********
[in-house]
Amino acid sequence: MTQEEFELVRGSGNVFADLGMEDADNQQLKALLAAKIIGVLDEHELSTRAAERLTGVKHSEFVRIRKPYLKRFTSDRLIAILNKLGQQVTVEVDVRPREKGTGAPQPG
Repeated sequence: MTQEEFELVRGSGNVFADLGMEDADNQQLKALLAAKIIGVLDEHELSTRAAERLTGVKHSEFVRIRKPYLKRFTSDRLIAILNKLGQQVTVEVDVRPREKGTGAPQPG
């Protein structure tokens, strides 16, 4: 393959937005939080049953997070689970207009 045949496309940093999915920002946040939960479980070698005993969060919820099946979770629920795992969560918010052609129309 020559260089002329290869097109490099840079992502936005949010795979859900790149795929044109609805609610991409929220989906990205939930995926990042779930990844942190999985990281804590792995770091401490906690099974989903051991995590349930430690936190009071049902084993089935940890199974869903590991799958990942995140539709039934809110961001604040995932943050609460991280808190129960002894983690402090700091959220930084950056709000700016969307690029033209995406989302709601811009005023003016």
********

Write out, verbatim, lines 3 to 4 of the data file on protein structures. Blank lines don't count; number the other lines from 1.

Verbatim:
Repeated sequence: MTQEEFELVRGSGNVFADLGMEDADNQQLKALLAAKIIGVLDEHELSTRAAERLTGVKHSEFVRIRKPYLKRFTSDRLIAILNKLGQQVTVEVDVRPREKGTGAPQPG
């Protein structure tokens, strides 16, 4: 393959937005939080049953997070689970207009 045949496309940093999915920002946040939960479980070698005993969060919820099946979770629920795992969560918010052609129309 020559260089002329290869097109490099840079992502936005949010795979859900790149795929044109609805609610991409929220989906990205939930995926990042779930990844942190999985990281804590792995770091401490906690099974989903051991995590349930430690936190009071049902084993089935940890199974869903590991799958990942995140539709039934809110961001604040995932943050609460991280808190129960002894983690402090700091959220930084950056709000700016969307690029033209995406989302709601811009005023003016």